Home cooking is extremely important for health and it can change your life. This is the message Michael Pollan gives in the above lecture as he is presents the book Cooked: A natural history of transformation launched earlier this year.
We have linked to this video in our weekly reads but felt that the message was so important that it would be good to summarise it for people who might not have 20 minutes to watch it.
He speaks about fast food companies and notes that when you let fast food companies cook your food, you end up with vast monocultures of soya, corn and animals. The reason for this is that fast food companies and food processors push to drive the costs down relentlessly by forcing economies of scale and efficiency.
Pollan gives the experience of Mcdonalds and their french fries. He says that they use a potato which is unusually long and difficult to grow. If it has blemishes they will not buy it. This forces farmers to use pesticides. Pollen says that the pesticide that is used is so toxic that farmers will not venture into the fields for five days after they spray the potatoes. Later, when they harvest the potatoes, these have to be put in atmosphere-controlled sheds the size of a football stadium for six weeks before they become edible.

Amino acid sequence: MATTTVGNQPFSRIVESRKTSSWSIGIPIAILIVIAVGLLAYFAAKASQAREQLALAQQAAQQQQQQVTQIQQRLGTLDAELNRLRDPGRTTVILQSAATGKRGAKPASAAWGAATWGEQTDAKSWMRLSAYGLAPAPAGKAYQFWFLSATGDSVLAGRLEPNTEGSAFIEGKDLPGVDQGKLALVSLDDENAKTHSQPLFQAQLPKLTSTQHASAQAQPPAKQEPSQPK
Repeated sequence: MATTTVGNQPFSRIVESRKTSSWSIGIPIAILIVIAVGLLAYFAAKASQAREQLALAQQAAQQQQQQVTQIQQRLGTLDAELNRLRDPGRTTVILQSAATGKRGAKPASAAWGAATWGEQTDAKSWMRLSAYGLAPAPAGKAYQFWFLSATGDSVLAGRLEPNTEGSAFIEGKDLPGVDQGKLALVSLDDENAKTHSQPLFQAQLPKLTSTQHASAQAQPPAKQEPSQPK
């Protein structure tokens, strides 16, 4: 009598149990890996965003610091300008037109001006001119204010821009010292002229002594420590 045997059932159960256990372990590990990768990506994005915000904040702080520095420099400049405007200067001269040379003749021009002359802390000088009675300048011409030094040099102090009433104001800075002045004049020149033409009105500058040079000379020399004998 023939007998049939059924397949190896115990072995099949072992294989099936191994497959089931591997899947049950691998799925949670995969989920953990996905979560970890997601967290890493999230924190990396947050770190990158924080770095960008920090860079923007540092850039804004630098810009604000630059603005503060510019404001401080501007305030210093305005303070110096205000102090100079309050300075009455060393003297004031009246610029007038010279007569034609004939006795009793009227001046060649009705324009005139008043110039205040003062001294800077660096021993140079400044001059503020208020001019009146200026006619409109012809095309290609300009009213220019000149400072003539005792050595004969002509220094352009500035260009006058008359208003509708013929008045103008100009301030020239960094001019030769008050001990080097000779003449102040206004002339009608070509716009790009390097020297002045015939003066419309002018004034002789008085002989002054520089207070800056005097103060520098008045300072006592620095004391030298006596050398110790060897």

The American journalist and author said that what mattered most about healthy eating was not nutrients (whether good or bad) but rather the fact that it was cooked by a human being and not a corporation. He said corporations use vast amount of salt, fat and sugar. “Layered properly these ingredients are incredibly addictive. But corporations do not talk about addiction but rather about craveability and snackability.”
Pollan says that research in the US shows that even poor women who cook have healthier diets than wealthy women who don’t. “This is a really important fact,” he says.
He says home cooking has been in decline since 1960s. And it is no coincidence that as rates of home cooking decline, rates of obesity goes up.
Pollan notes that corporations using marketing have brainwashed people into thinking that cooking is drudgery. “We are daunted about cooking. The marketing messages implicitly tell us that we are too busy to cook and too important. You are depicted as a loser if you have time to cook. This is how marketing works. You create an anxiety and then sell a solution.”
He says that fast food has made what was eaten occasionally a daily habit. The chips which the fast food chains make are done extremely well. “This is a case of a classic food which is a pain to make. If you make it yourself, you need to wash the potatoes, peel them, slice them, fry them in a lot of oil, splatter the stove top and then get rid of the oil in the pot. The result is wonderful but its a pain. Because it is difficult to make, you might eat it once every six weeks or two months because it is too much work. Instead you end up eating them once or twice a day. The same goes with labour intensive foods such as desserts”
Pollan quotes a food marketing consultant who says that cooking in the next generation will be regarded as quaintly as quilt-making in ours. But despite the fact that he works with corporations he told Pollan that to get rid of obesity and type 2 diabetes you should eat anything you want but just cook it yourself. There is real wisdom in this.